Posted on 13th June 2018
Officers, staff and members of the public have been recognised for their outstanding work, dedication and bravery at a police awards ceremony.
Deputy Chief Constable Gary Knighton hosted the ceremony last night at Pride Park Stadium.
Detectives were also commended for their work to solve major crimes such as murders and fraud.
Teenager Cameron Tungate, from Castle Gresley, was presented with a Derbyshire Constabulary Award for the support he gave a domestic abuse victim and for providing evidence which helped convict her attacker.
Cameron, who was just 14 at the time, was walking through Castle Gresley last July when he witnessed a man attacking a woman in the street. He contacted the police and filmed the incident while reassuring the victim that officers were on their way.
Now 15, Cameron stayed with the woman and provided his camera footage and a statement to the police. The attacker was later jailed for 17 months.
Mr Knighton said: “Cameron showed great maturity that day and amazing composure and compassion. It is right that we thank him and recognise him with this award.”
Catching a drunk driver
Member of the public Michelle Burdge was also given a Derbyshire Constabulary Award for helping to catch a drunk driver. She was driving along Osmaston Park Road in Derby on March 12 when she saw a car mount the central reservation and hit a traffic light.
She pulled over and called the police, giving us a running commentary which allowed us to catch him. He had also taken the vehicle without consent, had no insurance or licence, and was later jailed for four weeks and given a four-year driving ban.
Helping the bereaved
Retired PC Shaun Downing received an award for the care he offered a bereaved family following a collision.
A couple on a motorbike died on the A6 between Bakewell and Buxton in May 2016. Laura Jones, whose mum and step-dad died, praised PC Downing and two of his colleagues for being “sympathetic, empathetic, informative and generally just amazing throughout everything. They even took us to the scene of the collision on the one-year anniversary so that we could leave some flowers.”
Laura was inspired and decided that she wanted to become a police officer, joining Greater Manchester Police last summer.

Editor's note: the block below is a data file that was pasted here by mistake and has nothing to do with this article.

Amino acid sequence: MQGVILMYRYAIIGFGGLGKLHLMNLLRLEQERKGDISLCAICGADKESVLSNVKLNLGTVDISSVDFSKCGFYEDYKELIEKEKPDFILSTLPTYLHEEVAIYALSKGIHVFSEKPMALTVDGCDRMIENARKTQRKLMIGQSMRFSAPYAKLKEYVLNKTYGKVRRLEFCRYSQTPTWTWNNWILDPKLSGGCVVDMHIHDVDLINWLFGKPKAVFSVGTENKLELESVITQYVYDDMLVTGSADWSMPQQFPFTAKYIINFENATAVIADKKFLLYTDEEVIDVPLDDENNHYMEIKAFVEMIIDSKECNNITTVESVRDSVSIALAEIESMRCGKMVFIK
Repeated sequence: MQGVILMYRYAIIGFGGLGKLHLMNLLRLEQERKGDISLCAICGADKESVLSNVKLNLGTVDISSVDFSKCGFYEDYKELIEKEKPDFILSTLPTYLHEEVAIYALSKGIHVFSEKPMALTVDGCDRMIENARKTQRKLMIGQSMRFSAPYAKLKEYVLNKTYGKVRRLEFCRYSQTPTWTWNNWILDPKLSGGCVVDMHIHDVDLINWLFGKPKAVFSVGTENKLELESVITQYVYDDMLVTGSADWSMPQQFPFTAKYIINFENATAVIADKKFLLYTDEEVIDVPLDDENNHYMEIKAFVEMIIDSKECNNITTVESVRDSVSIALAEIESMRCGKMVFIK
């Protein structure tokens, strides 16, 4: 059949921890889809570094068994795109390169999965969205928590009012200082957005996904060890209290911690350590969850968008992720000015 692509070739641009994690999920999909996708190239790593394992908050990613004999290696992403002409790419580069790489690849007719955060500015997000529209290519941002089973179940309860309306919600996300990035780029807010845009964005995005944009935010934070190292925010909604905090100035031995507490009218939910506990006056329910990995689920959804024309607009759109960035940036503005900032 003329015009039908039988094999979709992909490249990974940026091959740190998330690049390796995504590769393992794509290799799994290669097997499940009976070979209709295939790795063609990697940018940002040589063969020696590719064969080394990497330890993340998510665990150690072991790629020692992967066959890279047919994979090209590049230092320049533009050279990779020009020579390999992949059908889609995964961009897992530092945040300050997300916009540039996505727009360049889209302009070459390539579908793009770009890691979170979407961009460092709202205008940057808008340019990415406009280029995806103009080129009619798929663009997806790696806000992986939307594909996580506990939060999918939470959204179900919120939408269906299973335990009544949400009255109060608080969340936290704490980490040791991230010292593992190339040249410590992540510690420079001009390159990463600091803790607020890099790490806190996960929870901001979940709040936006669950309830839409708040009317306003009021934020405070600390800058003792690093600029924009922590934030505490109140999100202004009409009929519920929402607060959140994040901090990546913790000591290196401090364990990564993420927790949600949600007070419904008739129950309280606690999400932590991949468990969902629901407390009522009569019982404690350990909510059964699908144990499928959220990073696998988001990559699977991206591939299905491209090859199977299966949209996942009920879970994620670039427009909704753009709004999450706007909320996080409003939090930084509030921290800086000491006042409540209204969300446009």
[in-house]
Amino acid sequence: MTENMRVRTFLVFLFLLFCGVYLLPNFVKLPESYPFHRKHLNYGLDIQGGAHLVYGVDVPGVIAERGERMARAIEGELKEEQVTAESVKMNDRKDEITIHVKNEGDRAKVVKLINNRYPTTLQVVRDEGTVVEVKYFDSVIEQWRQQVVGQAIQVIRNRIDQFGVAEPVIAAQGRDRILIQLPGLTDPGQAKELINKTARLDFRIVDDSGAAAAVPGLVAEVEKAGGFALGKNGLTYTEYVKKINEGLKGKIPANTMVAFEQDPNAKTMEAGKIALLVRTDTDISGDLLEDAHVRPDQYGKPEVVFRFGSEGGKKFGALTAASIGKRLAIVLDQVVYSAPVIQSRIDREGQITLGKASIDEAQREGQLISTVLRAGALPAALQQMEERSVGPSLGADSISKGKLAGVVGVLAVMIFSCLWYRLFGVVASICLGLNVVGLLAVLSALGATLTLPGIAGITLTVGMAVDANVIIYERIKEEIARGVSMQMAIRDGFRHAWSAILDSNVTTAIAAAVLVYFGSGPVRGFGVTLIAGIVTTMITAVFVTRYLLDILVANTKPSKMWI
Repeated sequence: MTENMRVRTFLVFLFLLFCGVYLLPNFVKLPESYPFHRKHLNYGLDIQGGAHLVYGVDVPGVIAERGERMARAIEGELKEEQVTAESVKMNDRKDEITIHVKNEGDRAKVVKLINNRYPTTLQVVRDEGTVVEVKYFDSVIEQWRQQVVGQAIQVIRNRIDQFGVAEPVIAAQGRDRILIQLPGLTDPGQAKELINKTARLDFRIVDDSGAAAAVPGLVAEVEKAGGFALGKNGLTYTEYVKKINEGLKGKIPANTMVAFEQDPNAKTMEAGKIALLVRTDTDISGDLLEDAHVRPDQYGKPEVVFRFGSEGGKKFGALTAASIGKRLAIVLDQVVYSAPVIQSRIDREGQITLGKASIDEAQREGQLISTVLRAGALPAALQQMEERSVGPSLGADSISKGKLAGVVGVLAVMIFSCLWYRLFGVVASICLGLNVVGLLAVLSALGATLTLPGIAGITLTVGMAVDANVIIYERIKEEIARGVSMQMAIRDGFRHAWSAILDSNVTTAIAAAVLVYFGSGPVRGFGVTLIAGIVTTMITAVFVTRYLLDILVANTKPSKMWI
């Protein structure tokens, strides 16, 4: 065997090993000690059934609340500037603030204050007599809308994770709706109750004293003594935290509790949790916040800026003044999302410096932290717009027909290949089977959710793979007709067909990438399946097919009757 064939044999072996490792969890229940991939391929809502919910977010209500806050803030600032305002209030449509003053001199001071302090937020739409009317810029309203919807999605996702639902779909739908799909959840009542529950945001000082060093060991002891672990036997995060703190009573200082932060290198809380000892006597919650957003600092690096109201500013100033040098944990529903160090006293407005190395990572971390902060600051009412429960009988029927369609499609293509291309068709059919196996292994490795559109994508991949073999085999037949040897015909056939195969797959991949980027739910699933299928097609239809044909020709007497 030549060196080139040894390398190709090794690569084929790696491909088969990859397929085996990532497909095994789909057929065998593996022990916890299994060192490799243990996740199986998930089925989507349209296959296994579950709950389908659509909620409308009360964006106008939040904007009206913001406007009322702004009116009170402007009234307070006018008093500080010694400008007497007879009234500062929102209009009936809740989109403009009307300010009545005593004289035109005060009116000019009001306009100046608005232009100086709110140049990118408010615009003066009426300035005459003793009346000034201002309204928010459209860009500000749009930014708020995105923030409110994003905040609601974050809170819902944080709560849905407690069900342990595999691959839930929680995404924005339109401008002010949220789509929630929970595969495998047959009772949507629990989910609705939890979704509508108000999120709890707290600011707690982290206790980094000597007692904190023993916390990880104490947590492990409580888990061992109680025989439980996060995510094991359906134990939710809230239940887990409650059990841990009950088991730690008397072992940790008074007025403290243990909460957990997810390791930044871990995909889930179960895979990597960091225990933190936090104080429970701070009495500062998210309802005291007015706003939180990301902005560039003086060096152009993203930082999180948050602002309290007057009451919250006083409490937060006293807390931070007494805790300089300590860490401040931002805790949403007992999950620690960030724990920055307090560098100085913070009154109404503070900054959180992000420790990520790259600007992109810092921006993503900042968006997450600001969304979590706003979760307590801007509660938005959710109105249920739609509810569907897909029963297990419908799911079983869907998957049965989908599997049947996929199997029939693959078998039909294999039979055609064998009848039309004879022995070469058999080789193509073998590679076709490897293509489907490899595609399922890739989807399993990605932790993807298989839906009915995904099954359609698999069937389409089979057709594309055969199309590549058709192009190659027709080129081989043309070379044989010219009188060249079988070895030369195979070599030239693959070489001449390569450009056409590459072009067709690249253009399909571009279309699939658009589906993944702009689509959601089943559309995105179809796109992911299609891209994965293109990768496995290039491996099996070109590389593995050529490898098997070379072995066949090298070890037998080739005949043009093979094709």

PC Downing’s colleagues will receive their awards at a later ceremony.
Investigating a murder
The team who investigated the murder of Satnam Singh in Derby were given commendations at the ceremony.
Detective Superintendent Dave Cox took to the stage with DS Chris Waters, DCs Denise Sandall and Wayne Neal, Steven Pithouse and collision investigators Shaun Downing (retired), PC Colin Buxton (retired) and PC Paul Moorcroft. The family of the late PC Dave Pygott attended to accept his commendation after Dave sadly died.
In July 2015, Mr Singth (74) was found seriously injured in the street and died a short time later. His injuries initially led us to believe he had been hit by a car but Sukhraj Atwal (30) was later arrested for his murder after collision investigators ruled out the possibility of a collision.
Det Supt Cox said: “This was a painstaking investigation, complicated by the lack of witnesses, forensic evidence, CCTV and obvious motive. I am satisfied we were able to get justice for Mr Singh and his family.”
Royal Humane Society awards were given to Sgt Neil Glover, PC Drew Bellamy, PC Louisa Briscoe, Special Constable Sophie Wallace and PC Maya Limbani, from the British Transport Police.
The officers are credited with saving the life of a suicidal man, who was seen on a bridge over a railway line in Ironville. Beside him was a quantity of tablets and alcohol. When the officers found him, they closed the road and arranged for trains to be stopped.
Sergeant Glover climbed on to the outer part of the bridge to talk to the man. Conversation became difficult as the tablets started having an effect, and then the man fell forward. At that point, PCs Briscoe and Limbani reached over the top of the security fence and grabbed the man by the shirt. Sergeant Glover was, still on the outside of the wall, and put his arm across the man’s chest, pinning him against the fence. In the end all five of them were clinging to him for some 30 minutes.
Jailing a fraudster
Fraud squad detectives were commended by a judge for their work to bring financial advisor Martin Rigney to justice after he swindled his clients out of hundreds of thousands of pounds.
DCs Julie Wheeldon and Richard Foster were commended alongside witness care officer Margaret Miles and Roland Depper, from the CPS.
Rigney, of Rivelin in Sheffield, had forged investment documentation relating to his clients and was jailed last September for seven years.
DCC Knighton said: “It was a fantastic evening where we heard some amazing stories of bravery, dedication and determination.
“I am always humbled, proud and impressed by our award winners and last night was no exception. It was an honour to host the event and it was particularly pleasing to be able to recognise the work of members of the public – we need your support to help police our county.”